[TowerTalk] Soldering RG213 to PL259
stevek at jmr.com
Mon Feb 5 12:28:51 EST 2007
Amphenol lists the dielectric as "mica-filled phenolic" good for -55C to
In 41+ years of using these on thousands of antenna installations, I've
never actually had one fail.
I've used PTFE dielectric PL-259s also, but they were non-Amphenol brand and
I've had several fail. Not necessarily due to the Teflon, but just overall
quality and workmanship.
From: Jim Lux [mailto:jimlux at earthlink.net]
Sent: Monday, February 05, 2007 9:25 AM
To: towerTALK at contesting.com
Subject: Re: [TowerTalk] Soldering RG213 to PL259
At 08:15 AM 2/5/2007, you wrote:
>On Mon, 5 Feb 2007 05:33:51 -0500, "K8RI on TowerTalk"
> <K8RI-on-TowerTalk at tm.net> wrote:
> >Teflon dielectric is good.
>------------ REPLY FOLLOWS ------------
>In the aerospace industry our policy was to not use Teflon insulation
>unless we needed its specific properties.
I think the operative word phrase here is "policy WAS to not use Teflon"..
In my part of the aerospace industry (which is deep space oriented),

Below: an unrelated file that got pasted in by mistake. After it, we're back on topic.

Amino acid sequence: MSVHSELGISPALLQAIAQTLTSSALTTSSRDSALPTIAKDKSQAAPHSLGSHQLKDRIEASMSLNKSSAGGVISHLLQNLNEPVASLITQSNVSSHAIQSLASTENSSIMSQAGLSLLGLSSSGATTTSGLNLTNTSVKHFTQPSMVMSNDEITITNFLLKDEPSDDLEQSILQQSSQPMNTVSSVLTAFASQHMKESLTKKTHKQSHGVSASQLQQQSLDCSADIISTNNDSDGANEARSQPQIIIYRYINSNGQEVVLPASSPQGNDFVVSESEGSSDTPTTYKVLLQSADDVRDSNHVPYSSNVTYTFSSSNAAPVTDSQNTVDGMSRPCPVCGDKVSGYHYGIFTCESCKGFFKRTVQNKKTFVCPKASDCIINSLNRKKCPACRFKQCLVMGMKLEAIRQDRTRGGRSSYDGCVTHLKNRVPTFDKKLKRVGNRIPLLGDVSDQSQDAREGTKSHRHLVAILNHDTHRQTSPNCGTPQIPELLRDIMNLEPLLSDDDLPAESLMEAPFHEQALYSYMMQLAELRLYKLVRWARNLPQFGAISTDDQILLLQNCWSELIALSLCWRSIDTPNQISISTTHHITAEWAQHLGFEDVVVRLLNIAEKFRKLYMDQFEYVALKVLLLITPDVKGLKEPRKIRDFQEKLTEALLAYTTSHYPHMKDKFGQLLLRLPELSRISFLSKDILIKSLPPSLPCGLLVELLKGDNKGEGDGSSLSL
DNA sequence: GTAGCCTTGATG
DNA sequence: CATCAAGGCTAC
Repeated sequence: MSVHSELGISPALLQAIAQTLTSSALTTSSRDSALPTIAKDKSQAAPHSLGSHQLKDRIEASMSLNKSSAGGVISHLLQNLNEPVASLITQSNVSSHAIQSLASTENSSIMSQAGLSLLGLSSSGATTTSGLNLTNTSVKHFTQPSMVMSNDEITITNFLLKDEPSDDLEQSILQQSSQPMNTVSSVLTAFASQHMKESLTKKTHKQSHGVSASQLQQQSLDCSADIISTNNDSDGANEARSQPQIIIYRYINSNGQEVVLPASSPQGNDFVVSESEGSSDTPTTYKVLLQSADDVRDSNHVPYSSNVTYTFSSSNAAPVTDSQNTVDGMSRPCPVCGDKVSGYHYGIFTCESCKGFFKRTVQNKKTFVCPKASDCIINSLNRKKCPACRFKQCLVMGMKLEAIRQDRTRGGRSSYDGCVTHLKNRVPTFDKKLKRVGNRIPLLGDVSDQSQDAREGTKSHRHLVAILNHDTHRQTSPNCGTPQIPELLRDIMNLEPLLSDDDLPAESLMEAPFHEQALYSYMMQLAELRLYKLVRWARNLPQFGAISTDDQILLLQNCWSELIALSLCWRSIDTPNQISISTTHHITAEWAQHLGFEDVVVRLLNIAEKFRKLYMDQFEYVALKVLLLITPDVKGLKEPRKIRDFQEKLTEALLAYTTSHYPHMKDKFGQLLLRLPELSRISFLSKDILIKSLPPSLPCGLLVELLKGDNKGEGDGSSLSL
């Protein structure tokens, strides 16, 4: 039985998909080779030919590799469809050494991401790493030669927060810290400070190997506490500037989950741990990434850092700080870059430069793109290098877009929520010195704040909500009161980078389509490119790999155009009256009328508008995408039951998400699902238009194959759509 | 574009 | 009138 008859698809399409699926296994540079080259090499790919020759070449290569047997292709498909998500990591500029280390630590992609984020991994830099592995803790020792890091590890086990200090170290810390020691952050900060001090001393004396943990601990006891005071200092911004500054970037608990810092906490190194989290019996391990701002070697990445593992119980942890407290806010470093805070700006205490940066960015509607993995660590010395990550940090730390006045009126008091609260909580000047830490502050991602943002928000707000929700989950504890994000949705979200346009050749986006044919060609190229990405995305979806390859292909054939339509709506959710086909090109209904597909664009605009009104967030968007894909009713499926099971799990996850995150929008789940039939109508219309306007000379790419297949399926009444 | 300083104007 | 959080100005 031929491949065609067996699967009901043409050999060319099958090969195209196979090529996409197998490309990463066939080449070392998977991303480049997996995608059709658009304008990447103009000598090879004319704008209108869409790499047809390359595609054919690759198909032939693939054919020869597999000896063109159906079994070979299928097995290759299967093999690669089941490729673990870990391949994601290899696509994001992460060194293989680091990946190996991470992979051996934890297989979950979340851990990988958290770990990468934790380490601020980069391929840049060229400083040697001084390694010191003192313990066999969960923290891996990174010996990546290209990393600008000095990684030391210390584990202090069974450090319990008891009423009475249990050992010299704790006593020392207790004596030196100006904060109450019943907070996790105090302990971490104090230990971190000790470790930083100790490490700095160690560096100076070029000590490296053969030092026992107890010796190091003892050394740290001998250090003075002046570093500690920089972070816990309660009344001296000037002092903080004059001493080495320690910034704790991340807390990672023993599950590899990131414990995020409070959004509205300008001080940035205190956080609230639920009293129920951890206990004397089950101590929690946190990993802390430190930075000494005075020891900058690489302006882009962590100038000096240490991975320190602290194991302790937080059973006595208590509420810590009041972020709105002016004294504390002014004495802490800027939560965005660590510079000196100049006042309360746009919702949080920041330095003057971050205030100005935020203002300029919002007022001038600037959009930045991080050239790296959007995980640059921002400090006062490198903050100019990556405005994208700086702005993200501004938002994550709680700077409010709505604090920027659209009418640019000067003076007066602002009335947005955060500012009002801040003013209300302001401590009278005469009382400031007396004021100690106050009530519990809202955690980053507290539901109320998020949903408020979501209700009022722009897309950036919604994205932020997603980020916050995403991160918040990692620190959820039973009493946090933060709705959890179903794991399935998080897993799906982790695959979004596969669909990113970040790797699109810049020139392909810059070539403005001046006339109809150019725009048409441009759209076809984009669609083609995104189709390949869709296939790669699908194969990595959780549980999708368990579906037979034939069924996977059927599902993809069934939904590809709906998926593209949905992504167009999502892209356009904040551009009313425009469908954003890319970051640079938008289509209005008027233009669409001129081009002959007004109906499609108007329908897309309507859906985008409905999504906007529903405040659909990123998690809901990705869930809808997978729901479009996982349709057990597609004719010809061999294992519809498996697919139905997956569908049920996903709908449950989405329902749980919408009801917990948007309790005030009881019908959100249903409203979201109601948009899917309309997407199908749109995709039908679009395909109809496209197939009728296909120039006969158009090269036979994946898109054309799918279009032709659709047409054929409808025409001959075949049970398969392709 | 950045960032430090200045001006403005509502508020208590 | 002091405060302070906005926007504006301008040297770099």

the only reference to the use of phenolic that I can find is for
ablative heat shields and rocket motor nozzles. Since no PL-259
connectors are used in spaceflight equipment, and as far as I know,
no other currently manufactured space qualified RF connector uses
phenolic for insulation, it's sort of a moot point.
I can see, though, that in a cost sensitive environment, particularly
a few (or more) years ago, the cost differential between phenolic and
teflon would be important. Phenolic/fabric composites (which is
really what we're talking about here) are also used where you need
good mechanical properties, at low cost, with some thermal
insuation. Spacers between manifolds and carburetors, for instance.
And, as far as the venerable PL-259/UHF connector goes.. it
originally used phenolic because it was made by Amphenol (American
>In a PL-259 Teflon is
Probably, but, it's not a big deal either way.
>As I said, use it if you like and it will probably work ok, just try
>to not be seduced by the "gee whiz" factor. Phenolic works fine and
>does not cold flow.
As far as cold flow goes.. The "teflon" in a connector might not be
pure PTFE.. it might have any of a number of fillers (and, besides,
there's different grades of PTFE) that change the mechanical
properties. We use a lot of PTFE based materials for circuit boards
(e.g. Rogers Duroid) and there's a huge variation in mechanical
properties among materials, even while keeping the electrical
properties the same. (You can also get a huge variation in electrical
properties, particularly epsilon, but that's another story)
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